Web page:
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Louisiana Senate Candidates Take On Obamacare

Eight Senate candidates sat down Wednesday to talk health insurance and delivery in Baton Rouge at a forum hosted by Louisiana Association of Health Plans.

The consensus: Obamacare is flawed. But how badly? 

State Treasurer John Kennedy, a Republican, didn’t parse his words.

“Obamacare sucks," he said, "we need to repeal it.”

Public Service Commissioner Foster Campbell, a Democrat, says he’s open to fixing it, “but I’m not ready to tell you that I’m ready to repeal it.”

Former 2nd District Congressman Joseph Cao was the only Republican to support the House version of health reform in 2009. But he voted against the final passage of the Affordable Care Act, on the grounds that “the bill itself does not have the provisions to prevent federal funding to go into abortion funding.”

Candidates were asked about one reform that would allow people with individual policies - those not covered by an employer - to deduct their health care premium on their taxes.

Troy Hebert, an Independent and former Alcohol and Tobacco Control Commissioner, says that’s just a band-aid for bad policy.

“It's a no-brainer to support a tax deduction," he says, "but this is where the politicians trick us.  You’re paying too much for health insurance, so they’re going to give you a 30% break. But the problem is the other 70% we have to pay.”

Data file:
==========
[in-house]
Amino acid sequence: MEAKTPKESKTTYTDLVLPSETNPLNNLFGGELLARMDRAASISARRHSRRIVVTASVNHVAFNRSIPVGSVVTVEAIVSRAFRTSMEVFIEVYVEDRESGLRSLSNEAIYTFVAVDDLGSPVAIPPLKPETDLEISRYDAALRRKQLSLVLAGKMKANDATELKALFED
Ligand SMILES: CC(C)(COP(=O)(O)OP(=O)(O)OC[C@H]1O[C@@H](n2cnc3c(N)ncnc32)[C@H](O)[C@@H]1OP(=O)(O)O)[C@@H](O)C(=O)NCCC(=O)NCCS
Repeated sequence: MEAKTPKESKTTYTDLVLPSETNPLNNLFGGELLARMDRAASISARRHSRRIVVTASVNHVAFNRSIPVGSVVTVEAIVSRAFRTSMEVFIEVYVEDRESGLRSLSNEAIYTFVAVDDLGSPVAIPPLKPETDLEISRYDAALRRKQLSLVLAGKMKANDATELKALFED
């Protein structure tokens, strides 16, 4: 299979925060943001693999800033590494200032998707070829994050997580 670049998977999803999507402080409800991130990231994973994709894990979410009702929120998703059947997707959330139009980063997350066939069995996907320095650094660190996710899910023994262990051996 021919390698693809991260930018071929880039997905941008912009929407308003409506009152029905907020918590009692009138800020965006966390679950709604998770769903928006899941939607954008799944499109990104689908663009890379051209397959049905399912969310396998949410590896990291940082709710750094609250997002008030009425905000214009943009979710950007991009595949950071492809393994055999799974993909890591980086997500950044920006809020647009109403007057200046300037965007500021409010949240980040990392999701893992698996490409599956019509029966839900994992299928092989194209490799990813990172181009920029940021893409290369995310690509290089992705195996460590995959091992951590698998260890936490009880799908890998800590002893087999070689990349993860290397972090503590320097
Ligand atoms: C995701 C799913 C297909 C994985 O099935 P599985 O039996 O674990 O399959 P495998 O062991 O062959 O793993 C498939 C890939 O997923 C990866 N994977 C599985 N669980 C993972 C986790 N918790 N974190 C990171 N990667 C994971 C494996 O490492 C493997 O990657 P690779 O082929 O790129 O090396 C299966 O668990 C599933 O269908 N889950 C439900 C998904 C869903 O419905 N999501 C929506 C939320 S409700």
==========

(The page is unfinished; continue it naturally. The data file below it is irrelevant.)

Businesses are able to deduct the premium. Democrat Josh Pellerin agrees it’s not the solution, but it could help level the playing field.

“I don't think it's the answer.  It think it’s a step in the right direction,” he says.

Caroline Fayard, a Democrat, sees it as a way to "incentivize people to get coverage, get adequate coverage, quality coverage." 

Half of Louisiana’s current delegation in Congress are physicians, two of which are running for this Senate seat.

3rd District Congressman Charles Boustany has long opposed the law, saying he's “voted to repeal Obamacare some sixty times.”

And 4th District Congressman John Fleming says it has devastated jobs across America.

“It’s largely responsible, in my opinion, for our flat economy.  There is no fixing Obamacare,” he says.

Louisiana’s next Senator will serve alongside Republican Bill Cassidy, who’s also a physician.